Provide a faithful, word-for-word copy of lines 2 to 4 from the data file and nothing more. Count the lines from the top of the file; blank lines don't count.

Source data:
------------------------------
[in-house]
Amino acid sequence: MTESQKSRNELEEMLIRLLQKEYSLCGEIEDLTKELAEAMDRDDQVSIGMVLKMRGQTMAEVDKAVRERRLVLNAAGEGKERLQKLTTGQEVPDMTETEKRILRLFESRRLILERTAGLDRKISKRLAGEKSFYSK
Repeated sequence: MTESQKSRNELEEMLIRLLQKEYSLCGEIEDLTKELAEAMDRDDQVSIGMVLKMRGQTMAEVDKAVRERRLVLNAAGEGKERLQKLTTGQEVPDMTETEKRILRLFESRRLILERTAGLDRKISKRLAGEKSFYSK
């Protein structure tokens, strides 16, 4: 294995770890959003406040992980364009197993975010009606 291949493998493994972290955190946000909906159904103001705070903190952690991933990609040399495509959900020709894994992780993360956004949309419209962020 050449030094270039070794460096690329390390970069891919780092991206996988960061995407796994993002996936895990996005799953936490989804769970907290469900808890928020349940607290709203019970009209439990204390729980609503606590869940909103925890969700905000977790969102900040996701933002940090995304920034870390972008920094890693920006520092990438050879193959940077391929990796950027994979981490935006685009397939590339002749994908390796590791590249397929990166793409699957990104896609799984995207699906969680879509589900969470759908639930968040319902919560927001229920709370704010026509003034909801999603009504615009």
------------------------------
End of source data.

Amino acid sequence: MTESQKSRNELEEMLIRLLQKEYSLCGEIEDLTKELAEAMDRDDQVSIGMVLKMRGQTMAEVDKAVRERRLVLNAAGEGKERLQKLTTGQEVPDMTETEKRILRLFESRRLILERTAGLDRKISKRLAGEKSFYSK
Repeated sequence: MTESQKSRNELEEMLIRLLQKEYSLCGEIEDLTKELAEAMDRDDQVSIGMVLKMRGQTMAEVDKAVRERRLVLNAAGEGKERLQKLTTGQEVPDMTETEKRILRLFESRRLILERTAGLDRKISKRLAGEKSFYSK
């Protein structure tokens, strides 16, 4: 294995770890959003406040992980364009197993975010009606 291949493998493994972290955190946000909906159904103001705070903190952690991933990609040399495509959900020709894994992780993360956004949309419209962020 050449030094270039070794460096690329390390970069891919780092991206996988960061995407796994993002996936895990996005799953936490989804769970907290469900808890928020349940607290709203019970009209439990204390729980609503606590869940909103925890969700905000977790969102900040996701933002940090995304920034870390972008920094890693920006520092990438050879193959940077391929990796950027994979981490935006685009397939590339002749994908390796590791590249397929990166793409699957990104896609799984995207699906969680879509589900969470759908639930968040319902919560927001229920709370704010026509003034909801999603009504615009």